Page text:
Inverse Finance - REKT
Inverse Finance got flipped for ~$15M.
This attack got the experts attention.
A professionally executed hack allowed an anonymous actor to manipulate the price of INV and help themself to an exclusive deal from the ETH based lending protocol.
How did it happen?
Credit: Igor Igamberdiev & Peckshield.
~$15.6M was stolen in the form of:
- 1588 ETH
- 94 WBTC
- 4M DOLA
- 39.3 YFI
First of all, the exploiter withdrew 901 ETH from Tornado Cash.
Then they transferred 1.5 ETH to 241 clean addresses via Disperse and deployed five different smart contracts, of which only one was real.
He then swapped 500 ETH to 1.7k INV so that it went through the INV-WETH pair on SushiSwap, significantly changing the price due to low liquidity (50x).
At the same time, he began spamming transactions with an exploit to be the first to get into the next block and get an inflated price from SushiSwap.
The Inverse Finance oracle, through Keeper Network, ended up using SushiSwap TWAP as an oracle, returning the price that made the INV token on the platform incredibly expensive.
The attacker then deposited his 1.7k INV (fair price - $644k) as collateral and (permanently) borrowed $15.6M.
Peckshield provided the following visualisation.
We would prefer that hackers take the weekends off, but at least this wasn’t another case of “compromised keys”.
Inverse Finance have since released their official statement, and several knowledgeable community members have pointed out the complexity / efficiency of the attack technique.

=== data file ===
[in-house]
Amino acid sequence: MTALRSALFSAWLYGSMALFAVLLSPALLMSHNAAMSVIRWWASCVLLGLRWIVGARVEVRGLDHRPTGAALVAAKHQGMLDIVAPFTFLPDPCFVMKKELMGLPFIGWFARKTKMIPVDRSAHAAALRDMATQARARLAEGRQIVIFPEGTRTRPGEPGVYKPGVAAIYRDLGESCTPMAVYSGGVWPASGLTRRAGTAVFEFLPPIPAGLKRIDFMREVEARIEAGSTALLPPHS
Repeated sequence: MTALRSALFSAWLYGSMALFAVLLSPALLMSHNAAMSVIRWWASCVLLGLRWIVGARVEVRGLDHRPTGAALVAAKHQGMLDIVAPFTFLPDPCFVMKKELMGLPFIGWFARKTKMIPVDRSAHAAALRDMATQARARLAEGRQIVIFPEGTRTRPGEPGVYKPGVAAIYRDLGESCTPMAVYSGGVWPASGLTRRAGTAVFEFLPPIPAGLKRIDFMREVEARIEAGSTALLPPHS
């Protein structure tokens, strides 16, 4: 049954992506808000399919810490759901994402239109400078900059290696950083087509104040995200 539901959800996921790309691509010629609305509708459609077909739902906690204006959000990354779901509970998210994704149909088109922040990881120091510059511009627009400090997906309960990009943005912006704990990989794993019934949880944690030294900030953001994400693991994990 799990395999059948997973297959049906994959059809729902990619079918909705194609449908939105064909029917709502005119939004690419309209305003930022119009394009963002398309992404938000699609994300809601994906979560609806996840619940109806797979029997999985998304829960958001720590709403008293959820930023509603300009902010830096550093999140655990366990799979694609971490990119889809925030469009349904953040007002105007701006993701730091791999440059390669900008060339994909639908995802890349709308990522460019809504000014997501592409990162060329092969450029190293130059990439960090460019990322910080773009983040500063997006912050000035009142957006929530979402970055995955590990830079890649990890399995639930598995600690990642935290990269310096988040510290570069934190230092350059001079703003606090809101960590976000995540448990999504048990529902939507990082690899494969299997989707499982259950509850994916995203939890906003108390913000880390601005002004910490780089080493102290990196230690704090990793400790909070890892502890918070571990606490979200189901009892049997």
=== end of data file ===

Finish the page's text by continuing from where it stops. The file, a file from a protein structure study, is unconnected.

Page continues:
Flash bot expert himself, @bertcmiller, said that:
"The InverseFinance hack is one of the most MEV aware hacks I've seen."
"[the attacker] held an oracle's price at an insane level across multiple blocks, prevented arb bots from bringing prices back in line, and protected against generalised frontrunners."
Chainlinkgod, (who always has something to say when an oracle is exploited) also pointed out that:
"Relying upon a TWAP oracle generated from a single thinly traded DEX trading pair with a short time sample compounds market manipulation risks."
After the attack, in Twitter Spaces, Inverse Finance stated that they are working with Chainlink to launch a INV price feed once liquidity requirements have been met. This would then replace the current TWAP oracle.
Although these risks are obvious in hindsight, it’s clear that this was not an amateur job.
Even the best in the business wear black hats sometimes…
Maybe it’s better not to aggravate them.
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